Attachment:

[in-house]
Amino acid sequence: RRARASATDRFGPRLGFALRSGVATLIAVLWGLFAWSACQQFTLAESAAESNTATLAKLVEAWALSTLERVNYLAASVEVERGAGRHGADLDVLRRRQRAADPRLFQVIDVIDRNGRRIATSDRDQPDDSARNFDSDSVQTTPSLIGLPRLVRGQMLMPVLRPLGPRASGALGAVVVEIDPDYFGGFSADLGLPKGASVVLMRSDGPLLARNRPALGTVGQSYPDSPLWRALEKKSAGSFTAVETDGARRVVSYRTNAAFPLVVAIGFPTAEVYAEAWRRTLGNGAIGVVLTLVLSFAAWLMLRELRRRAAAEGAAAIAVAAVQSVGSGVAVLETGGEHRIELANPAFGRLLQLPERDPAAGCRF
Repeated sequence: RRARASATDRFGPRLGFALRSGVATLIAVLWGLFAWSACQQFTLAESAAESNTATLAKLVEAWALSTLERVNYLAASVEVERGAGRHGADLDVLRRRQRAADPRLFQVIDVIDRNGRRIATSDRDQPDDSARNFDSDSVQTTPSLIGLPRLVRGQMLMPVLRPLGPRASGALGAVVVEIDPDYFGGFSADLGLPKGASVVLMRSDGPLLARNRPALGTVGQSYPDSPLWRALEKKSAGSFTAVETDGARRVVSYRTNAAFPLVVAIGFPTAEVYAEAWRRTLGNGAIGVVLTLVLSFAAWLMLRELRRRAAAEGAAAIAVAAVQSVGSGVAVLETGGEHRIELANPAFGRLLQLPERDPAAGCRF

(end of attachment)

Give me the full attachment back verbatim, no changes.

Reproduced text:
[in-house]
Amino acid sequence: RRARASATDRFGPRLGFALRSGVATLIAVLWGLFAWSACQQFTLAESAAESNTATLAKLVEAWALSTLERVNYLAASVEVERGAGRHGADLDVLRRRQRAADPRLFQVIDVIDRNGRRIATSDRDQPDDSARNFDSDSVQTTPSLIGLPRLVRGQMLMPVLRPLGPRASGALGAVVVEIDPDYFGGFSADLGLPKGASVVLMRSDGPLLARNRPALGTVGQSYPDSPLWRALEKKSAGSFTAVETDGARRVVSYRTNAAFPLVVAIGFPTAEVYAEAWRRTLGNGAIGVVLTLVLSFAAWLMLRELRRRAAAEGAAAIAVAAVQSVGSGVAVLETGGEHRIELANPAFGRLLQLPERDPAAGCRF
Repeated sequence: RRARASATDRFGPRLGFALRSGVATLIAVLWGLFAWSACQQFTLAESAAESNTATLAKLVEAWALSTLERVNYLAASVEVERGAGRHGADLDVLRRRQRAADPRLFQVIDVIDRNGRRIATSDRDQPDDSARNFDSDSVQTTPSLIGLPRLVRGQMLMPVLRPLGPRASGALGAVVVEIDPDYFGGFSADLGLPKGASVVLMRSDGPLLARNRPALGTVGQSYPDSPLWRALEKKSAGSFTAVETDGARRVVSYRTNAAFPLVVAIGFPTAEVYAEAWRRTLGNGAIGVVLTLVLSFAAWLMLRELRRRAAAEGAAAIAVAAVQSVGSGVAVLETGGEHRIELANPAFGRLLQLPERDPAAGCRF